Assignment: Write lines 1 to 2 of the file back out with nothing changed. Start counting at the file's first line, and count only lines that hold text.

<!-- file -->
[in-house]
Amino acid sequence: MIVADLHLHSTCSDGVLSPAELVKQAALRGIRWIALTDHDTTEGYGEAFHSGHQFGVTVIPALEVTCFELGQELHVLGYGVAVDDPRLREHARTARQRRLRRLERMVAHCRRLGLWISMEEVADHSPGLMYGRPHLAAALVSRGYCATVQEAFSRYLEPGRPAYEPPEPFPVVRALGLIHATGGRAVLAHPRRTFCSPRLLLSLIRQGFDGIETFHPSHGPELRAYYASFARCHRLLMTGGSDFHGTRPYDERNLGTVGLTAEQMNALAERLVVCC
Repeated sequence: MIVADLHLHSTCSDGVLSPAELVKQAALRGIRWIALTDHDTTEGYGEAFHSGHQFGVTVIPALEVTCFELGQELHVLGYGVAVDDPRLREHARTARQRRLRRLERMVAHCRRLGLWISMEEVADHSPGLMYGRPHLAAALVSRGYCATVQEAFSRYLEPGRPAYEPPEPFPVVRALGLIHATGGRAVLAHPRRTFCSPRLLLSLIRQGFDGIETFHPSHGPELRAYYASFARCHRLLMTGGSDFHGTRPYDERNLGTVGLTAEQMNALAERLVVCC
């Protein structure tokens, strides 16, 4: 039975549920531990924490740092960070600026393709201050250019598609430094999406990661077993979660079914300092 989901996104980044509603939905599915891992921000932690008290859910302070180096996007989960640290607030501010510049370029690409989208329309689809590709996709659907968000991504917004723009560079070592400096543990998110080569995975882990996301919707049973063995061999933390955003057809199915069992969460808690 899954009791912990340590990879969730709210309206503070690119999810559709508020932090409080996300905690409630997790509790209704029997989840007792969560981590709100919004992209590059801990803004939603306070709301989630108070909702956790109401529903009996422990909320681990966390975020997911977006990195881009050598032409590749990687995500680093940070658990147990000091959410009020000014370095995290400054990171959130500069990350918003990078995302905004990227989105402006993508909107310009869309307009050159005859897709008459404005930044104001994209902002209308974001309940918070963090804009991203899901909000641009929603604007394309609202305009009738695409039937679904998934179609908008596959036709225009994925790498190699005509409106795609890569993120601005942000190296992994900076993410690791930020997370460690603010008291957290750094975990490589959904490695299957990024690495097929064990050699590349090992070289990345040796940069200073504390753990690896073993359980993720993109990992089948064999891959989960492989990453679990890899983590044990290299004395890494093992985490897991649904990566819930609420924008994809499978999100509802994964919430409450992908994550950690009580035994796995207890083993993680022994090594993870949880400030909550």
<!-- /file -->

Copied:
[in-house]
Amino acid sequence: MIVADLHLHSTCSDGVLSPAELVKQAALRGIRWIALTDHDTTEGYGEAFHSGHQFGVTVIPALEVTCFELGQELHVLGYGVAVDDPRLREHARTARQRRLRRLERMVAHCRRLGLWISMEEVADHSPGLMYGRPHLAAALVSRGYCATVQEAFSRYLEPGRPAYEPPEPFPVVRALGLIHATGGRAVLAHPRRTFCSPRLLLSLIRQGFDGIETFHPSHGPELRAYYASFARCHRLLMTGGSDFHGTRPYDERNLGTVGLTAEQMNALAERLVVCC